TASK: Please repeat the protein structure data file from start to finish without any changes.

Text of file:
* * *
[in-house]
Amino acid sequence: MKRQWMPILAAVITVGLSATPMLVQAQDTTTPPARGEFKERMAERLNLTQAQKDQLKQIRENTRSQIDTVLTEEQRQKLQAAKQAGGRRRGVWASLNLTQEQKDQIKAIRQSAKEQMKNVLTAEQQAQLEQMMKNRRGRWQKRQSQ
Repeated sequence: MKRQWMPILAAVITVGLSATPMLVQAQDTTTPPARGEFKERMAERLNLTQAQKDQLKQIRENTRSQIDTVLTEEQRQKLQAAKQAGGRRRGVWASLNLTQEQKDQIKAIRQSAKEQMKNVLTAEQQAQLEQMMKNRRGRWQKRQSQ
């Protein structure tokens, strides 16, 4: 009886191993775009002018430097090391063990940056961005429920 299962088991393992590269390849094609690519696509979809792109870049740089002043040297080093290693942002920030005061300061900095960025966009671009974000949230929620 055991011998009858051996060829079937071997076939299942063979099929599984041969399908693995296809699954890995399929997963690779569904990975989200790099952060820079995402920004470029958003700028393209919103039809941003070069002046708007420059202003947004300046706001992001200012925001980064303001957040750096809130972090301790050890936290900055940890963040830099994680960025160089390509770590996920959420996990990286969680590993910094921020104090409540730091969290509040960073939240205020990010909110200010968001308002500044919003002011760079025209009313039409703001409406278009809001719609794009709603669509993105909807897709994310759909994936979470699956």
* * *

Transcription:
[in-house]
Amino acid sequence: MKRQWMPILAAVITVGLSATPMLVQAQDTTTPPARGEFKERMAERLNLTQAQKDQLKQIRENTRSQIDTVLTEEQRQKLQAAKQAGGRRRGVWASLNLTQEQKDQIKAIRQSAKEQMKNVLTAEQQAQLEQMMKNRRGRWQKRQSQ
Repeated sequence: MKRQWMPILAAVITVGLSATPMLVQAQDTTTPPARGEFKERMAERLNLTQAQKDQLKQIRENTRSQIDTVLTEEQRQKLQAAKQAGGRRRGVWASLNLTQEQKDQIKAIRQSAKEQMKNVLTAEQQAQLEQMMKNRRGRWQKRQSQ
């Protein structure tokens, strides 16, 4: 009886191993775009002018430097090391063990940056961005429920 299962088991393992590269390849094609690519696509979809792109870049740089002043040297080093290693942002920030005061300061900095960025966009671009974000949230929620 055991011998009858051996060829079937071997076939299942063979099929599984041969399908693995296809699954890995399929997963690779569904990975989200790099952060820079995402920004470029958003700028393209919103039809941003070069002046708007420059202003947004300046706001992001200012925001980064303001957040750096809130972090301790050890936290900055940890963040830099994680960025160089390509770590996920959420996990990286969680590993910094921020104090409540730091969290509040960073939240205020990010909110200010968001308002500044919003002011760079025209009313039409703001409406278009809001719609794009709603669509993105909807897709994310759909994936979470699956």